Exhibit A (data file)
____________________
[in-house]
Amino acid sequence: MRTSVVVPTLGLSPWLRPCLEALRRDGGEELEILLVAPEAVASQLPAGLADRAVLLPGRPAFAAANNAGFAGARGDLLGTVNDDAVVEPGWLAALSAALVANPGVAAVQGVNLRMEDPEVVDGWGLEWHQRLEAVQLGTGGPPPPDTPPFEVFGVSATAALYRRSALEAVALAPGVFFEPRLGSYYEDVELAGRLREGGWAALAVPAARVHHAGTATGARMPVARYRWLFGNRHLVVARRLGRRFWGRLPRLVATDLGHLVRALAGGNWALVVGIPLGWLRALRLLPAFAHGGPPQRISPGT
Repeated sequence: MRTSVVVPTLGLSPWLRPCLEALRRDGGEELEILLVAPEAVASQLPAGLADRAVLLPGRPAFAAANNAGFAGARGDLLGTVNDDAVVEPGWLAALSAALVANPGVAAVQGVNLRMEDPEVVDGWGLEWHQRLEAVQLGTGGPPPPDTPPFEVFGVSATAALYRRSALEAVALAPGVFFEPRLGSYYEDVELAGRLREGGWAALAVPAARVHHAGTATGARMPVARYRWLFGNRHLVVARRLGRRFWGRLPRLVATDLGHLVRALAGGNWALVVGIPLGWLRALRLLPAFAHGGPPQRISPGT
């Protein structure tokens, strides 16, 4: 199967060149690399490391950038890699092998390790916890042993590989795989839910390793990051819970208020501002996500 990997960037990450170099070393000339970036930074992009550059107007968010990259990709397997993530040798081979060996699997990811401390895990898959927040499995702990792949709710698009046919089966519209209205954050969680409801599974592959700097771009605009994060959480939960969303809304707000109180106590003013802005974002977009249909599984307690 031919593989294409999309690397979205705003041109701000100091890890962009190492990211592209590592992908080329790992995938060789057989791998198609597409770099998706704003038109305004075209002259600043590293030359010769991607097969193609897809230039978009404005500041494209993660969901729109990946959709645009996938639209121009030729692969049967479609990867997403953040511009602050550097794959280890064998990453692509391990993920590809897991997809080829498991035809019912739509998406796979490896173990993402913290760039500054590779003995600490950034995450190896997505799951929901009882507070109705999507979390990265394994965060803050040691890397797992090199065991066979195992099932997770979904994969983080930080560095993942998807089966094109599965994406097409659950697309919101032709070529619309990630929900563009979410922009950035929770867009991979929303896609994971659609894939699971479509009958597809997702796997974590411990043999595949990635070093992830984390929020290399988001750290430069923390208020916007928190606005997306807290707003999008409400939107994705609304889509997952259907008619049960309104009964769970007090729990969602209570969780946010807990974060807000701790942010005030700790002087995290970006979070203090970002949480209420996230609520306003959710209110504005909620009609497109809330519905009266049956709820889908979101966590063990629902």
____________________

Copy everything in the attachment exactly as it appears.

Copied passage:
[in-house]
Amino acid sequence: MRTSVVVPTLGLSPWLRPCLEALRRDGGEELEILLVAPEAVASQLPAGLADRAVLLPGRPAFAAANNAGFAGARGDLLGTVNDDAVVEPGWLAALSAALVANPGVAAVQGVNLRMEDPEVVDGWGLEWHQRLEAVQLGTGGPPPPDTPPFEVFGVSATAALYRRSALEAVALAPGVFFEPRLGSYYEDVELAGRLREGGWAALAVPAARVHHAGTATGARMPVARYRWLFGNRHLVVARRLGRRFWGRLPRLVATDLGHLVRALAGGNWALVVGIPLGWLRALRLLPAFAHGGPPQRISPGT
Repeated sequence: MRTSVVVPTLGLSPWLRPCLEALRRDGGEELEILLVAPEAVASQLPAGLADRAVLLPGRPAFAAANNAGFAGARGDLLGTVNDDAVVEPGWLAALSAALVANPGVAAVQGVNLRMEDPEVVDGWGLEWHQRLEAVQLGTGGPPPPDTPPFEVFGVSATAALYRRSALEAVALAPGVFFEPRLGSYYEDVELAGRLREGGWAALAVPAARVHHAGTATGARMPVARYRWLFGNRHLVVARRLGRRFWGRLPRLVATDLGHLVRALAGGNWALVVGIPLGWLRALRLLPAFAHGGPPQRISPGT
């Protein structure tokens, strides 16, 4: 199967060149690399490391950038890699092998390790916890042993590989795989839910390793990051819970208020501002996500 990997960037990450170099070393000339970036930074992009550059107007968010990259990709397997993530040798081979060996699997990811401390895990898959927040499995702990792949709710698009046919089966519209209205954050969680409801599974592959700097771009605009994060959480939960969303809304707000109180106590003013802005974002977009249909599984307690 031919593989294409999309690397979205705003041109701000100091890890962009190492990211592209590592992908080329790992995938060789057989791998198609597409770099998706704003038109305004075209002259600043590293030359010769991607097969193609897809230039978009404005500041494209993660969901729109990946959709645009996938639209121009030729692969049967479609990867997403953040511009602050550097794959280890064998990453692509391990993920590809897991997809080829498991035809019912739509998406796979490896173990993402913290760039500054590779003995600490950034995450190896997505799951929901009882507070109705999507979390990265394994965060803050040691890397797992090199065991066979195992099932997770979904994969983080930080560095993942998807089966094109599965994406097409659950697309919101032709070529619309990630929900563009979410922009950035929770867009991979929303896609994971659609894939699971479509009958597809997702796997974590411990043999595949990635070093992830984390929020290399988001750290430069923390208020916007928190606005997306807290707003999008409400939107994705609304889509997952259907008619049960309104009964769970007090729990969602209570969780946010807990974060807000701790942010005030700790002087995290970006979070203090970002949480209420996230609520306003959710209110504005909620009609497109809330519905009266049956709820889908979101966590063990629902």